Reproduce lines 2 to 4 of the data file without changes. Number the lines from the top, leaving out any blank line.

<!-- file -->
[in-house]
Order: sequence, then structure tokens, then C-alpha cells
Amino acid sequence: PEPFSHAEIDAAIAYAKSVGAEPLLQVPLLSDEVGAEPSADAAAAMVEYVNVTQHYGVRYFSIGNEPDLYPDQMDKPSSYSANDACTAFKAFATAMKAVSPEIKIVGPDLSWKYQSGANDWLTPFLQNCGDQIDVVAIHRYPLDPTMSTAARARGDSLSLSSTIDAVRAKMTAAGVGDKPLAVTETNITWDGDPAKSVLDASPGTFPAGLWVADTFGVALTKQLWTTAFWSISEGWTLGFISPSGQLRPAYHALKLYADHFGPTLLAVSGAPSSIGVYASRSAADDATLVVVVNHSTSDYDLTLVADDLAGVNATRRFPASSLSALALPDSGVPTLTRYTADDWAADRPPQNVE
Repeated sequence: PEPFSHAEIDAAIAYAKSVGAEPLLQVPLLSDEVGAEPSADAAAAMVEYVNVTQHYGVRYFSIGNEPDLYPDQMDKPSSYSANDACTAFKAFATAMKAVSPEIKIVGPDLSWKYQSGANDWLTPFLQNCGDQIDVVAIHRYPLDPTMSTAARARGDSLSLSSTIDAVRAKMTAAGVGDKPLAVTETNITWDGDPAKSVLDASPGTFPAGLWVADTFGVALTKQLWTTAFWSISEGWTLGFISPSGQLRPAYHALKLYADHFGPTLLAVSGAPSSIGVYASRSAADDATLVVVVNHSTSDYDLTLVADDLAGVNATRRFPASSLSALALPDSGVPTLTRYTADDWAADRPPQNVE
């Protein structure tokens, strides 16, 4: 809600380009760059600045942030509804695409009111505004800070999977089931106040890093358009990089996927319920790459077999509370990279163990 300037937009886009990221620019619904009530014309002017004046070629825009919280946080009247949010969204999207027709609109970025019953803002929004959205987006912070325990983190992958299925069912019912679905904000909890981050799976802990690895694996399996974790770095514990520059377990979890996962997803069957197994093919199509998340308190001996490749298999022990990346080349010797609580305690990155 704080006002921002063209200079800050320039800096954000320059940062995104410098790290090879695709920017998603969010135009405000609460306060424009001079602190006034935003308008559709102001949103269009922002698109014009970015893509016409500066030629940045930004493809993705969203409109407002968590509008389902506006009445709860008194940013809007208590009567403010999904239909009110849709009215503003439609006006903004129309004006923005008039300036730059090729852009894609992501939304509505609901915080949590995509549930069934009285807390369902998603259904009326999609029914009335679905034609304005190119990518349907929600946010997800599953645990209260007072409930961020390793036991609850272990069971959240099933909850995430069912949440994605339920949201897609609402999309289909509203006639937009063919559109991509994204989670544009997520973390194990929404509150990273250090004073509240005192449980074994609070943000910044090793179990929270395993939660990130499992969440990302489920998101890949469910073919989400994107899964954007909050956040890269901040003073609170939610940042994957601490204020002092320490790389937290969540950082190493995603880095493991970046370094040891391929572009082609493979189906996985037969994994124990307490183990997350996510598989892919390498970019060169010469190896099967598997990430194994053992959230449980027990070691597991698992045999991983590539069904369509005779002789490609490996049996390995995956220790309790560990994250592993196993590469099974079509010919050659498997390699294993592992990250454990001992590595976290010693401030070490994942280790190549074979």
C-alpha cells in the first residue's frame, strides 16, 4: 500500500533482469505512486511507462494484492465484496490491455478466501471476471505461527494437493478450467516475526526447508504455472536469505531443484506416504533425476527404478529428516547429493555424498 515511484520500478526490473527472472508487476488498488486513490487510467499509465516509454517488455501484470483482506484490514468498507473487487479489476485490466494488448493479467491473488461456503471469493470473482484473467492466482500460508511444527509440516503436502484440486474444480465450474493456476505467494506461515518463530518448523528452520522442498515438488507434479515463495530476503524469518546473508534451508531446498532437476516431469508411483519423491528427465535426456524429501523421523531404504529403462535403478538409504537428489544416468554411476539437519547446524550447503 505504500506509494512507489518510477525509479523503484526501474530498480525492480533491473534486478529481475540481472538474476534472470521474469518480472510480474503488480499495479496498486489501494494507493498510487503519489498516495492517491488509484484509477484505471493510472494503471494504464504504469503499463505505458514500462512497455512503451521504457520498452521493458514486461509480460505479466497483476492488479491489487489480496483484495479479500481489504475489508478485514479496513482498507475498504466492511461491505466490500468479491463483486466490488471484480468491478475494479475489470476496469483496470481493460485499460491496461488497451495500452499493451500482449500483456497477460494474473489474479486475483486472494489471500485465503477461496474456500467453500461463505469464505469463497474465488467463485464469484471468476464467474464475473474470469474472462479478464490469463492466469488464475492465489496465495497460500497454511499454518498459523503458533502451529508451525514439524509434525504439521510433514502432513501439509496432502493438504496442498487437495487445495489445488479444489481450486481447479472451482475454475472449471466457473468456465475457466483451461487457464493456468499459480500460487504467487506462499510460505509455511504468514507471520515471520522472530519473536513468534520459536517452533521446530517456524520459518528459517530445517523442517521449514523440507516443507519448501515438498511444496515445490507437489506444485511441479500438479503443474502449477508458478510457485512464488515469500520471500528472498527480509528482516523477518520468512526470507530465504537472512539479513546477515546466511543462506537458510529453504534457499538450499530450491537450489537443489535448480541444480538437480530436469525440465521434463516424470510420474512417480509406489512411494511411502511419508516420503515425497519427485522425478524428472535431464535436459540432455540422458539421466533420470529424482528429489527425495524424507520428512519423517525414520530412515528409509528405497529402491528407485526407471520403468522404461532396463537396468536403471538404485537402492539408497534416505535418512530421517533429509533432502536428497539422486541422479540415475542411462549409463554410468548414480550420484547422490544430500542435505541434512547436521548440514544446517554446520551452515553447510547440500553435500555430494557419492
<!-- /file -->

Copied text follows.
Order: sequence, then structure tokens, then C-alpha cells
Amino acid sequence: PEPFSHAEIDAAIAYAKSVGAEPLLQVPLLSDEVGAEPSADAAAAMVEYVNVTQHYGVRYFSIGNEPDLYPDQMDKPSSYSANDACTAFKAFATAMKAVSPEIKIVGPDLSWKYQSGANDWLTPFLQNCGDQIDVVAIHRYPLDPTMSTAARARGDSLSLSSTIDAVRAKMTAAGVGDKPLAVTETNITWDGDPAKSVLDASPGTFPAGLWVADTFGVALTKQLWTTAFWSISEGWTLGFISPSGQLRPAYHALKLYADHFGPTLLAVSGAPSSIGVYASRSAADDATLVVVVNHSTSDYDLTLVADDLAGVNATRRFPASSLSALALPDSGVPTLTRYTADDWAADRPPQNVE
Repeated sequence: PEPFSHAEIDAAIAYAKSVGAEPLLQVPLLSDEVGAEPSADAAAAMVEYVNVTQHYGVRYFSIGNEPDLYPDQMDKPSSYSANDACTAFKAFATAMKAVSPEIKIVGPDLSWKYQSGANDWLTPFLQNCGDQIDVVAIHRYPLDPTMSTAARARGDSLSLSSTIDAVRAKMTAAGVGDKPLAVTETNITWDGDPAKSVLDASPGTFPAGLWVADTFGVALTKQLWTTAFWSISEGWTLGFISPSGQLRPAYHALKLYADHFGPTLLAVSGAPSSIGVYASRSAADDATLVVVVNHSTSDYDLTLVADDLAGVNATRRFPASSLSALALPDSGVPTLTRYTADDWAADRPPQNVE